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In re Conservatorship of Smith

Court of Appeals of Mississippi

August 8, 2017

IN THE MATTER OF THE CONSERVATORSHIP OF MARGARETTE SMITH: CONSTANCE FITZMAURICE APPELLANT
v.
CHARLES VANDEVORT, CONSERVATOR APPELLEEIN THE MATTER OF THE LAST WILL AND TESTAMENT OF MARGARETTE SMITH, DECEASED: CONSTANCE FITZMAURICE APPELLANT
v.
CHARLES VANDEVORT, EXECUTOR APPELLEE

          DATE OF JUDGMENT: 10/29/2014

         HINDS COUNTY CHANCERY COURT, SECOND JUDICIAL DISTRICT, HON. WILLIAM H. SINGLETARY JUDGE.

          ATTORNEYS FOR APPELLANT: HARRIS H. BARNES III JAMES WILLIAMS JANOUSH.

          ATTORNEY FOR APPELLEE: SAM M. BRAND JR.

          BEFORE LEE, C.J., ISHEE AND GREENLEE, JJ.

          GREENLEE, J.

         ¶1. Constance Fitzmaurice filed separate contempt petitions against Charles Vandevort stemming from his conduct as Margarette Smith's conservator and the executor of Smith's estate. The Hinds County Chancery Court, Second Judicial District, dismissed the former and stayed the latter. Fitzmaurice's appeals were consolidated before they were assigned to this Court. We agree that the chancellor erred when he dismissed the contempt petition that Fitzmaurice filed in Smith's conservatorship matter. Accordingly, we reverse the chancellor's judgment and remand that case for further proceedings.[1] However, we lack jurisdiction to hear the appeal from Smith's estate, because the chancellor's order staying Fitzmaurice's contempt petition was not a final judgment. As such, we dismiss that appeal.[2]

         FACTS AND PROCEEDINGS BELOW

         ¶2. Smith's only daughter, Isabella Robinson, predeceased her. Robinson's daughter, Fitzmaurice, is Smith's sole descendant. The record contains almost no information regarding Vandevort's connection to Smith. Our source is a report prepared by the Mississippi Department of Human Services (MDHS) in response to an allegation that Vandevort had been physically neglecting Smith and planning to acquire her assets. The report, which was filed in support of Fitzmaurice's contempt petitions, states that when Robinson died in October 2009, she and Vandevort had been dating and cohabiting for approximately a decade. Thus, Vandevort's connection to Smith was through Smith's daughter, Robinson, who was Fitzmaurice's mother.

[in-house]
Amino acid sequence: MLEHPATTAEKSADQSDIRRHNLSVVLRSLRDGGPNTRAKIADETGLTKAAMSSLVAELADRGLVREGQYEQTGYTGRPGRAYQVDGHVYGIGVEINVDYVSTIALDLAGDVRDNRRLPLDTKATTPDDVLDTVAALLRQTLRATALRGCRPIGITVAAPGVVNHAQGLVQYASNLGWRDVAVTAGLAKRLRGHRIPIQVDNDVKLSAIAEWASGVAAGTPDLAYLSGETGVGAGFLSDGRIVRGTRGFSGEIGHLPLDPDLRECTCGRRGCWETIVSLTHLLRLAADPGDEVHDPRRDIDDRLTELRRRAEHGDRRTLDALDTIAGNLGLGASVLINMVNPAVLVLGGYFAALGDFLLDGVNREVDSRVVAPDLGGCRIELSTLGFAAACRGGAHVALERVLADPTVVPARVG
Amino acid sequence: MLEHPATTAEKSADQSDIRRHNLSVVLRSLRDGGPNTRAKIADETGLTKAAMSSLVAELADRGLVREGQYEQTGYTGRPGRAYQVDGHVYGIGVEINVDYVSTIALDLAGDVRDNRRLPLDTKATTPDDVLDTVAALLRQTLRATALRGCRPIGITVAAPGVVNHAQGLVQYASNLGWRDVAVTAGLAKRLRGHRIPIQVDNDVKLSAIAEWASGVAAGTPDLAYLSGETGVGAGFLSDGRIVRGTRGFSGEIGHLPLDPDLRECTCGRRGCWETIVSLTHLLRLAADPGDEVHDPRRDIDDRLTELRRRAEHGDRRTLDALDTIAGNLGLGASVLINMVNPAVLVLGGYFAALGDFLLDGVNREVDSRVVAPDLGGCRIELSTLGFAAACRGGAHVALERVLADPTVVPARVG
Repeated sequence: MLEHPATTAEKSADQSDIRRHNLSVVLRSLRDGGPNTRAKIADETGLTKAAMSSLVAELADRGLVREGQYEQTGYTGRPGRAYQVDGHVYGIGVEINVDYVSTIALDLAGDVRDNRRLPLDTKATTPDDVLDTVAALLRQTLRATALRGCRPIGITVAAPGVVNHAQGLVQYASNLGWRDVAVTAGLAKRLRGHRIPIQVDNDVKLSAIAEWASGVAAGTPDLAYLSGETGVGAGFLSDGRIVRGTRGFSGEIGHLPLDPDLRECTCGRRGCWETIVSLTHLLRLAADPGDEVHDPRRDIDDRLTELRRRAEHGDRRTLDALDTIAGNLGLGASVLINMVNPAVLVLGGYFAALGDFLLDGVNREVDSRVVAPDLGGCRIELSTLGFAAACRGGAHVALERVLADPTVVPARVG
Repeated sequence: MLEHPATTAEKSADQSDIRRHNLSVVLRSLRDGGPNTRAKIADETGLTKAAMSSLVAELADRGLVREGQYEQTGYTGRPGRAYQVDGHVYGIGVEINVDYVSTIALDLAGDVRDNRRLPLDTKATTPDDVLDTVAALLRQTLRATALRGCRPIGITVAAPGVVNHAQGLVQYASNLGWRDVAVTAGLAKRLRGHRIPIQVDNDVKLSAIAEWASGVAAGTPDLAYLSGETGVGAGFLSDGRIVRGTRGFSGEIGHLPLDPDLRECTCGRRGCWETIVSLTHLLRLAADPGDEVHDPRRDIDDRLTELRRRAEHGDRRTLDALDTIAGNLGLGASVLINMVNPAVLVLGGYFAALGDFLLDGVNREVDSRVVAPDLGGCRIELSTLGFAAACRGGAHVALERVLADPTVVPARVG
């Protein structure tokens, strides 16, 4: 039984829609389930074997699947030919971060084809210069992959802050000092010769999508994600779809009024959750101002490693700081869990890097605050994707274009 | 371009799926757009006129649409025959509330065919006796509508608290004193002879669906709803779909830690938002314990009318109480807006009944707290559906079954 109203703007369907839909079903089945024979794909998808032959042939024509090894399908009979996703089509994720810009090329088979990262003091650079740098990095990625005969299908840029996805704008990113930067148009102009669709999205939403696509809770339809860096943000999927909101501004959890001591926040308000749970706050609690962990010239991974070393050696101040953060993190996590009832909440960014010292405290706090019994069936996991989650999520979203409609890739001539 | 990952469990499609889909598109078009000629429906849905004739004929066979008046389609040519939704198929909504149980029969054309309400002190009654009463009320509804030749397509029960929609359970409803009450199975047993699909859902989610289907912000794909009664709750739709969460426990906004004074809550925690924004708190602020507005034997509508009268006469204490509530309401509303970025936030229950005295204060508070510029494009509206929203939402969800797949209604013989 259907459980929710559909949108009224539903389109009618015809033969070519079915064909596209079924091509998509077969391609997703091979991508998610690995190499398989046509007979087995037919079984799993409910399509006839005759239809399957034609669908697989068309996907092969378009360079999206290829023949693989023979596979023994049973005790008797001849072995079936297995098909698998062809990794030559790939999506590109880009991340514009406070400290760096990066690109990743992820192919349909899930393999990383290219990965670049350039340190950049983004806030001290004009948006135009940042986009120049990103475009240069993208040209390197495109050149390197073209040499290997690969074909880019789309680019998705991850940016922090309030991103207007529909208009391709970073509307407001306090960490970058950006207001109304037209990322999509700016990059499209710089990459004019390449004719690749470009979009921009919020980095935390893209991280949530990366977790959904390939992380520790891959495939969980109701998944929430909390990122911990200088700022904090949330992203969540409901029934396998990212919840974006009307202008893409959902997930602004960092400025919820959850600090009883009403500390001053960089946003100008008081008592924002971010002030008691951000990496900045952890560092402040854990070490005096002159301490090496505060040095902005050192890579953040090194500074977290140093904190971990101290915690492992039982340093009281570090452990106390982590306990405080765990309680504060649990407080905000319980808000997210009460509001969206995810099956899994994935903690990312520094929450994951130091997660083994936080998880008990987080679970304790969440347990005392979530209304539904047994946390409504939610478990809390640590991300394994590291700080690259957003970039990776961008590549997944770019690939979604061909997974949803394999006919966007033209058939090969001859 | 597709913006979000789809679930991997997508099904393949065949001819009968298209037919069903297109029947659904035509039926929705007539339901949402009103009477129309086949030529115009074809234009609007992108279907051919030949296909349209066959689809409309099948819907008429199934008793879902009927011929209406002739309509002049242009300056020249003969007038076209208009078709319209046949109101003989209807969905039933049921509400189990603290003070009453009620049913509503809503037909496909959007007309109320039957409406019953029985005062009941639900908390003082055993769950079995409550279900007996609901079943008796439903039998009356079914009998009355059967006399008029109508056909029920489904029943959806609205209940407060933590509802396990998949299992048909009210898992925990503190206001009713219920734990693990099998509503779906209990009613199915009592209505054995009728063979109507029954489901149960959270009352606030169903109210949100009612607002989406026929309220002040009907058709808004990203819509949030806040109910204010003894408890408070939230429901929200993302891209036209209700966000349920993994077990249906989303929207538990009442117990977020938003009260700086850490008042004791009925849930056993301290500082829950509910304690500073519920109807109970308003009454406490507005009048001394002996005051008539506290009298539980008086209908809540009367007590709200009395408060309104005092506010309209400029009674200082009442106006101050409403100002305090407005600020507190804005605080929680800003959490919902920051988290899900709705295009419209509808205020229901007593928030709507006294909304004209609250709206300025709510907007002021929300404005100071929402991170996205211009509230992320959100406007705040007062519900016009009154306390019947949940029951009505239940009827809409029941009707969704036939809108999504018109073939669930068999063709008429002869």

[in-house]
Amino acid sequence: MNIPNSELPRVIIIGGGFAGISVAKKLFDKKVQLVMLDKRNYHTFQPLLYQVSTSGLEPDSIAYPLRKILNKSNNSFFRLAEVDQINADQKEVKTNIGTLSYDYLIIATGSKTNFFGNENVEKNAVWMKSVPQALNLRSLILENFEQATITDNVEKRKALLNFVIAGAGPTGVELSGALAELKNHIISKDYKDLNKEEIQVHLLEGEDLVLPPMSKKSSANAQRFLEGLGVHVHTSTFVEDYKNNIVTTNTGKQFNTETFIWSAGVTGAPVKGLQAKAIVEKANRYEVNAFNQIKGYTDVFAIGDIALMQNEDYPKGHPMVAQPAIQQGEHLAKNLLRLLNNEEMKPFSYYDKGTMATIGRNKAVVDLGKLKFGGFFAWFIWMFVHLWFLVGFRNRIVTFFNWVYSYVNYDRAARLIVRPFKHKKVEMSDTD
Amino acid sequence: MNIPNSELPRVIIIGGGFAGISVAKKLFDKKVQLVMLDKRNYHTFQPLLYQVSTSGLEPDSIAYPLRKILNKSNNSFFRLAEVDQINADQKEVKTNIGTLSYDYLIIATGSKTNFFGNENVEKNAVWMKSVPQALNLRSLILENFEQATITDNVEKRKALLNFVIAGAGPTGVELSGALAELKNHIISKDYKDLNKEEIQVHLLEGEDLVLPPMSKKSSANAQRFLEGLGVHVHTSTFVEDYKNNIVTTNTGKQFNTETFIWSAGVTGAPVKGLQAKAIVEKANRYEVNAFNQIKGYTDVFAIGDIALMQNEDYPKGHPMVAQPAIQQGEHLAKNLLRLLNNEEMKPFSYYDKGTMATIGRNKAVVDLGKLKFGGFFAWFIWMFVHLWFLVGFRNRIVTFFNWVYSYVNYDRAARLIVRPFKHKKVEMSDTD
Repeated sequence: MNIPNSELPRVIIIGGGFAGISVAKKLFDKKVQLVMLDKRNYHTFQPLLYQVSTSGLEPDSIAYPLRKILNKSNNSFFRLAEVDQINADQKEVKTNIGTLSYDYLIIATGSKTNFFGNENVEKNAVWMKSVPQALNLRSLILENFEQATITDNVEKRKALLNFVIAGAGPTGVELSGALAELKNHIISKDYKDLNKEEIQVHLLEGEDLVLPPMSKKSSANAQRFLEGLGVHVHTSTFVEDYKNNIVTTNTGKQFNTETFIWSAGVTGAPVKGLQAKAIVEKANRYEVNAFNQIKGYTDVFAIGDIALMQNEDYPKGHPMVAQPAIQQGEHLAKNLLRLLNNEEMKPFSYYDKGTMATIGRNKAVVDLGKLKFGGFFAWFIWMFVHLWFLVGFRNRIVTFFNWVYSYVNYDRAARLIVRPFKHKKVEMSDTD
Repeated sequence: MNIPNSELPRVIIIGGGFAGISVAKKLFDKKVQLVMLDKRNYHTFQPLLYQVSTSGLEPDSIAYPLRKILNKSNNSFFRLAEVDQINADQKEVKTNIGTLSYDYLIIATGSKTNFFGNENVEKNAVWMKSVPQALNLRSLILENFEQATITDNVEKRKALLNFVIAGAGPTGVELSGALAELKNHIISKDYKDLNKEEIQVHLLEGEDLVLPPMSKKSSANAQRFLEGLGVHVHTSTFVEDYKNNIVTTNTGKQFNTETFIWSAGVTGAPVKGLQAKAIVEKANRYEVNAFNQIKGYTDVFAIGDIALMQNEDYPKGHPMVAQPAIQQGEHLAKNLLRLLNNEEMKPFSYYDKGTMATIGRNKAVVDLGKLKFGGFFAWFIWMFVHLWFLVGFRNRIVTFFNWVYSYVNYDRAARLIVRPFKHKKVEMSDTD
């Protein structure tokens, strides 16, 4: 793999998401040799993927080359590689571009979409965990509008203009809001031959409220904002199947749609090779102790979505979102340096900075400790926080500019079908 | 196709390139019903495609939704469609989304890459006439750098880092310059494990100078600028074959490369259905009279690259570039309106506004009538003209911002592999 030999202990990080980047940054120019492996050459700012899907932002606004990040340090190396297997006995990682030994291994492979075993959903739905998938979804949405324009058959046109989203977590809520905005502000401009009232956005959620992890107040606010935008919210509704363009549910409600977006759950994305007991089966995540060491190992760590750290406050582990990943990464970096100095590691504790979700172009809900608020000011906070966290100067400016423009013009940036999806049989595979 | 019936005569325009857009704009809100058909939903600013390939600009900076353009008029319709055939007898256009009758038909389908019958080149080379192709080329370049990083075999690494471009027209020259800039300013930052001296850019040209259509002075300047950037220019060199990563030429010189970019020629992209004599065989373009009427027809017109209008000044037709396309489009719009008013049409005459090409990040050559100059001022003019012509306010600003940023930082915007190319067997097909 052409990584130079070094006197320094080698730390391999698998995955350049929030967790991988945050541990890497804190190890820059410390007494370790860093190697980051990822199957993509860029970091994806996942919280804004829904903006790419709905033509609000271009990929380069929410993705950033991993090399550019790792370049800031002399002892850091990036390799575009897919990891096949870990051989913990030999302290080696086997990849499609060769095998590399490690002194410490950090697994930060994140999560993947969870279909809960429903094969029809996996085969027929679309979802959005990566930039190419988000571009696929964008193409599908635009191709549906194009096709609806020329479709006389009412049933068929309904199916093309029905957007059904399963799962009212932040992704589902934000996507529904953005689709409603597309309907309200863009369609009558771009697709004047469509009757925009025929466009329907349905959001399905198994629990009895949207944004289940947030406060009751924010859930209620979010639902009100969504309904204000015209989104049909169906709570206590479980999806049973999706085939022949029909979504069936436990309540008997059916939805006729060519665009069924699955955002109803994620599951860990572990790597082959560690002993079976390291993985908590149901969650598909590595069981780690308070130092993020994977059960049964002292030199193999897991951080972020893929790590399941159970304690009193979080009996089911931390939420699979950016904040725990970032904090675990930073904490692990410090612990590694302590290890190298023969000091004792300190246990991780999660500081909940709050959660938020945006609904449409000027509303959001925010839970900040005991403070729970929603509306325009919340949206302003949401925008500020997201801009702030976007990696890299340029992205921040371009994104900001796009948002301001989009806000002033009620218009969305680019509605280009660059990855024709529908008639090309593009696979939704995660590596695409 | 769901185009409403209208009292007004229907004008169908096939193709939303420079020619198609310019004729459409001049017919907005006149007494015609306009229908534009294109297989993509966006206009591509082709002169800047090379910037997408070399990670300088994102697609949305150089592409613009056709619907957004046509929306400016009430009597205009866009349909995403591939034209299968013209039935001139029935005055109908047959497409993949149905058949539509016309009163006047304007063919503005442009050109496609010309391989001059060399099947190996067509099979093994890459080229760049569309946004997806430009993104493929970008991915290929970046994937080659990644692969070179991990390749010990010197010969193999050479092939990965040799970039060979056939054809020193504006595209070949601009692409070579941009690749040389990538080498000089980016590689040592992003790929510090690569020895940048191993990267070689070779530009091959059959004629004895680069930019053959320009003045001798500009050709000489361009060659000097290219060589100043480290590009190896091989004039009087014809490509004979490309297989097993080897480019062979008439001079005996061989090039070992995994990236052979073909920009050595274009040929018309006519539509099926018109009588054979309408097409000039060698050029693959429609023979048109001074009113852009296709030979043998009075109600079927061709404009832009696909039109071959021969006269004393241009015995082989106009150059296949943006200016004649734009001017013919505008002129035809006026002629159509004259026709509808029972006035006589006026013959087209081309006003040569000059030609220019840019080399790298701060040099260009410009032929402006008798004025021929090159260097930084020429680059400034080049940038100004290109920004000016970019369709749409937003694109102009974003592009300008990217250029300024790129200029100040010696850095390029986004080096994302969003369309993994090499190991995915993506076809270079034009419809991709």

¶3. In November 2009, Vandevort filed a conservatorship petition alleging that Smith "suffer[ed] from dementia and other medical conditions." The petition only said that he was Smith's unrelated caregiver. Vandevort's petition further said that Smith's only living relative was an unnamed granddaughter, but "[n]either the deceased mother or father have heard from her" for fifteen years, and Vandevort did not know where she lived. Vandevort did not file supporting affidavits from two physicians with the petition. Instead, he said that after he was appointed as Smith's conservator, he would provide the court with an affidavit from Smith's physician. The chancellor entered an order granting Vandevort's conservatorship petition on the same day that it was filed. The order said that Smith was eighty-six years old and that she suffered from dementia. The order also directed Vandevort to file a statement from Smith's treating physician regarding her physical and mental health. There is a subsequent docket entry labeled "Affidavit of Physician, " but the affidavit is not included in the appellate record.